Analysts at HDFC Securities say slippages (loans turning bad) will remain elevated, given the exposure to unsecured loans such as credit cards and micro loans (29.2 per cent of RBL’s book).
What could also be a pain point is the share of low-rated corporate accounts (20.7 per cent of corporate book).
Therefore, while the slippage ratio moderated by 60 basis points (bps) sequentially to 1.19 per cent, how far this trend sustains needs to be seen in the context of likely pressure from new pockets, such as retail unsecured loans.
One also needs to keep an eye out for loans under the moratorium. At an overall level, RBL has offered the moratorium to 30 per cent of its customers in value, which includes 24 per cent of credit cards outstanding.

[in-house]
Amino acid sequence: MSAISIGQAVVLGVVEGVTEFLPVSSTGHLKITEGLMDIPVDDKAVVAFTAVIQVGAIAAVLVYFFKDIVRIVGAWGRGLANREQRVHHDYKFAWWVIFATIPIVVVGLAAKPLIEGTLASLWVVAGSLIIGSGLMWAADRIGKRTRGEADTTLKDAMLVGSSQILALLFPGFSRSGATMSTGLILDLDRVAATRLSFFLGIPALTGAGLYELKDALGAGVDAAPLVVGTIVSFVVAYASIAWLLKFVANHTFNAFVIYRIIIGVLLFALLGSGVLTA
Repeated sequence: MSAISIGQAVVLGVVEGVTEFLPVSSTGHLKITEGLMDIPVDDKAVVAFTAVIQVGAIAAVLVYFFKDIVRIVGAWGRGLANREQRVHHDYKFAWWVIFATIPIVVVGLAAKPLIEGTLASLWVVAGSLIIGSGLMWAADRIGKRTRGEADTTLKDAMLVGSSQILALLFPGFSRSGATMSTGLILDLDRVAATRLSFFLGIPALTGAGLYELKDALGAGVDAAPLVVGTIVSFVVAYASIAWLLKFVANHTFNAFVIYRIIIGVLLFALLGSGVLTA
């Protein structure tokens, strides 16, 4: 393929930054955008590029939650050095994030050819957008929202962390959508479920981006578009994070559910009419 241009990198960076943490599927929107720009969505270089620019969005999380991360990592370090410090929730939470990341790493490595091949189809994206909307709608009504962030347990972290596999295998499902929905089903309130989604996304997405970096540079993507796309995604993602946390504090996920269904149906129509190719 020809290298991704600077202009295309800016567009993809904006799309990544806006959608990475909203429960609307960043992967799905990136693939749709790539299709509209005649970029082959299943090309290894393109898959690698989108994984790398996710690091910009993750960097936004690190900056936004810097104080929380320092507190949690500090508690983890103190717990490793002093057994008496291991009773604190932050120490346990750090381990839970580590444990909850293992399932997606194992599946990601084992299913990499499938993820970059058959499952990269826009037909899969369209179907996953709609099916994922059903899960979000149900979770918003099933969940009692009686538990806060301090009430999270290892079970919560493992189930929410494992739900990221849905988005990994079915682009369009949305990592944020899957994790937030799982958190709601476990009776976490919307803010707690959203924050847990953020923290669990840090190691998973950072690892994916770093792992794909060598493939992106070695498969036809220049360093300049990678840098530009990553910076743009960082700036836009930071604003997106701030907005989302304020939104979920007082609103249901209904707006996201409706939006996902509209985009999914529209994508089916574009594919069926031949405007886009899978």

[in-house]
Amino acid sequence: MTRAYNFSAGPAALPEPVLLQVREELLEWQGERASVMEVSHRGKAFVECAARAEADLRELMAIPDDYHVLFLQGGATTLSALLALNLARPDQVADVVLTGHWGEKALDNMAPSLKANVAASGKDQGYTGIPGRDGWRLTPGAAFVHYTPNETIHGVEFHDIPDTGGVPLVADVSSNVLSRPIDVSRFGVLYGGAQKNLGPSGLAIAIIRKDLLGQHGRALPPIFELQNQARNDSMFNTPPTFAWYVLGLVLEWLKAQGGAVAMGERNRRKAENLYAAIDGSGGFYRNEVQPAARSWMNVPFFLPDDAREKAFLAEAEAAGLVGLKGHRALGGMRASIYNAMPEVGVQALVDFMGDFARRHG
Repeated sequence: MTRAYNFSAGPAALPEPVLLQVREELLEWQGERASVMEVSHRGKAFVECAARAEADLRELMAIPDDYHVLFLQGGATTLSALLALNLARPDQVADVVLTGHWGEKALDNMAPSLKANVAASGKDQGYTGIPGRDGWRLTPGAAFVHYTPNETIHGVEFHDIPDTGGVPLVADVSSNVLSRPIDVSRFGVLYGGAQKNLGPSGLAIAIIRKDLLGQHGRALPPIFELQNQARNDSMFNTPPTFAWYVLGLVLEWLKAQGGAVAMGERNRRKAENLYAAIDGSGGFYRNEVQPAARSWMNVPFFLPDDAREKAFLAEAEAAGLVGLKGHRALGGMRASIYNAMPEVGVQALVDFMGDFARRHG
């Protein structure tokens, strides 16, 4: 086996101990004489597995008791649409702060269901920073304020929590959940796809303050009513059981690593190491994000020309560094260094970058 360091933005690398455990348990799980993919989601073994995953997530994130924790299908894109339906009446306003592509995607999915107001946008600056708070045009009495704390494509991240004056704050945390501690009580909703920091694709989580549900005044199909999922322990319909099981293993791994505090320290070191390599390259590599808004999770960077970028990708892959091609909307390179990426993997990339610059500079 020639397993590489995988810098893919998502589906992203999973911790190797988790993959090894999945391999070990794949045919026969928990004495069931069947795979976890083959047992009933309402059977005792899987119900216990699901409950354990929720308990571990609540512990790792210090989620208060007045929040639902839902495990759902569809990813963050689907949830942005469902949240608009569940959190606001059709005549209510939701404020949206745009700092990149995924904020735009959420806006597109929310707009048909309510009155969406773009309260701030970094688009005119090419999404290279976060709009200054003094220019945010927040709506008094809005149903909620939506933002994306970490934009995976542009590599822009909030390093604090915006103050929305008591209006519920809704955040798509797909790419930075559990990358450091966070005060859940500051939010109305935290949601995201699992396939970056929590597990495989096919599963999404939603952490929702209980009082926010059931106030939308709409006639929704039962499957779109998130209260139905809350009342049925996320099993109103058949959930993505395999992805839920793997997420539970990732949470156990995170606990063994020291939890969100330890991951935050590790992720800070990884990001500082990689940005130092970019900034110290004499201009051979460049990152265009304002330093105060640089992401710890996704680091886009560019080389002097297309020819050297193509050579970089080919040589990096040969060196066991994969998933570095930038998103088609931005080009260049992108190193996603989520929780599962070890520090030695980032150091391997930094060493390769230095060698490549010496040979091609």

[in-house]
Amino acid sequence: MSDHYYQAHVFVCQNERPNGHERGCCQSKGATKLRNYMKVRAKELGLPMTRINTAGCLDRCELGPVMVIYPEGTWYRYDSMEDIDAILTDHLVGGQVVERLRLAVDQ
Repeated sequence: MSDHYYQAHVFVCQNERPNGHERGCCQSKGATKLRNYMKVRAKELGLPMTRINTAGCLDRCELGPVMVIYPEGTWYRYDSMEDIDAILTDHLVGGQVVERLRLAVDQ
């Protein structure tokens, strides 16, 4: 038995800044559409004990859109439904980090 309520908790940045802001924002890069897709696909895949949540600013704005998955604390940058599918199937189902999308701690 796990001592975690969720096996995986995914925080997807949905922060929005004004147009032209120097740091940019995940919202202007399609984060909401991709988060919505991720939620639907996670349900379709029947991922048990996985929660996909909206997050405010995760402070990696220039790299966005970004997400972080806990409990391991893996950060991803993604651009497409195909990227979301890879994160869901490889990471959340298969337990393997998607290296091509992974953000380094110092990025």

It has also made additional provisioning of Rs 110 crore for special mention accounts, as mandated by the regulator.
Therefore, the gross non-performing asset ratio, which peaked to 3.62 per cent in Q4, may not ease anytime soon.
Therefore, not much could be attributed to the bad loan provisions falling to Rs 614 crore, from Rs 638 crore in Q3.
Among a few positives is that capital adequacy stands at 16.45 per cent. The management also highlighted that it had gained the lost business from government deposits. However, with the management guiding for lower growth, faster accretion in deposits might eat into profitability.
Consequently, RBL may be in for a litmus test in FY21. Investors
may be better off waiting and not be lured by valuations of 0.7x its FY21 estimated book.